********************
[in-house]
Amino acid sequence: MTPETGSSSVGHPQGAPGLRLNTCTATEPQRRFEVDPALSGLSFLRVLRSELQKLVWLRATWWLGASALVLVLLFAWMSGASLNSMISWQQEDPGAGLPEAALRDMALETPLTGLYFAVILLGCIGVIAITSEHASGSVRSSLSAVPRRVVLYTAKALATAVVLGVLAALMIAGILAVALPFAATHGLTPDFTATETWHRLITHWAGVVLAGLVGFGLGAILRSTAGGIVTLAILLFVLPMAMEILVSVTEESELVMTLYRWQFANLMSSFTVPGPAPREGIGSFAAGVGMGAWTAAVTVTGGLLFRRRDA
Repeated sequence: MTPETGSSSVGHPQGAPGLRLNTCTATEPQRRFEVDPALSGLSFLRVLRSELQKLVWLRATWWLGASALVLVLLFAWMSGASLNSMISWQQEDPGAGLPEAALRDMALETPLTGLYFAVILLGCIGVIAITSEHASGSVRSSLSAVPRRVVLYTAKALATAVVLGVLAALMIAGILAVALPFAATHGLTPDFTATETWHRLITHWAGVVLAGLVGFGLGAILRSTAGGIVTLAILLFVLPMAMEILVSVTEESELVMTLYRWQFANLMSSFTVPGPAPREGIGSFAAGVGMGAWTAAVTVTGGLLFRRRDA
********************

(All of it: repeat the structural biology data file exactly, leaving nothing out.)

[in-house]
Amino acid sequence: MTPETGSSSVGHPQGAPGLRLNTCTATEPQRRFEVDPALSGLSFLRVLRSELQKLVWLRATWWLGASALVLVLLFAWMSGASLNSMISWQQEDPGAGLPEAALRDMALETPLTGLYFAVILLGCIGVIAITSEHASGSVRSSLSAVPRRVVLYTAKALATAVVLGVLAALMIAGILAVALPFAATHGLTPDFTATETWHRLITHWAGVVLAGLVGFGLGAILRSTAGGIVTLAILLFVLPMAMEILVSVTEESELVMTLYRWQFANLMSSFTVPGPAPREGIGSFAAGVGMGAWTAAVTVTGGLLFRRRDA
Repeated sequence: MTPETGSSSVGHPQGAPGLRLNTCTATEPQRRFEVDPALSGLSFLRVLRSELQKLVWLRATWWLGASALVLVLLFAWMSGASLNSMISWQQEDPGAGLPEAALRDMALETPLTGLYFAVILLGCIGVIAITSEHASGSVRSSLSAVPRRVVLYTAKALATAVVLGVLAALMIAGILAVALPFAATHGLTPDFTATETWHRLITHWAGVVLAGLVGFGLGAILRSTAGGIVTLAILLFVLPMAMEILVSVTEESELVMTLYRWQFANLMSSFTVPGPAPREGIGSFAAGVGMGAWTAAVTVTGGLLFRRRDA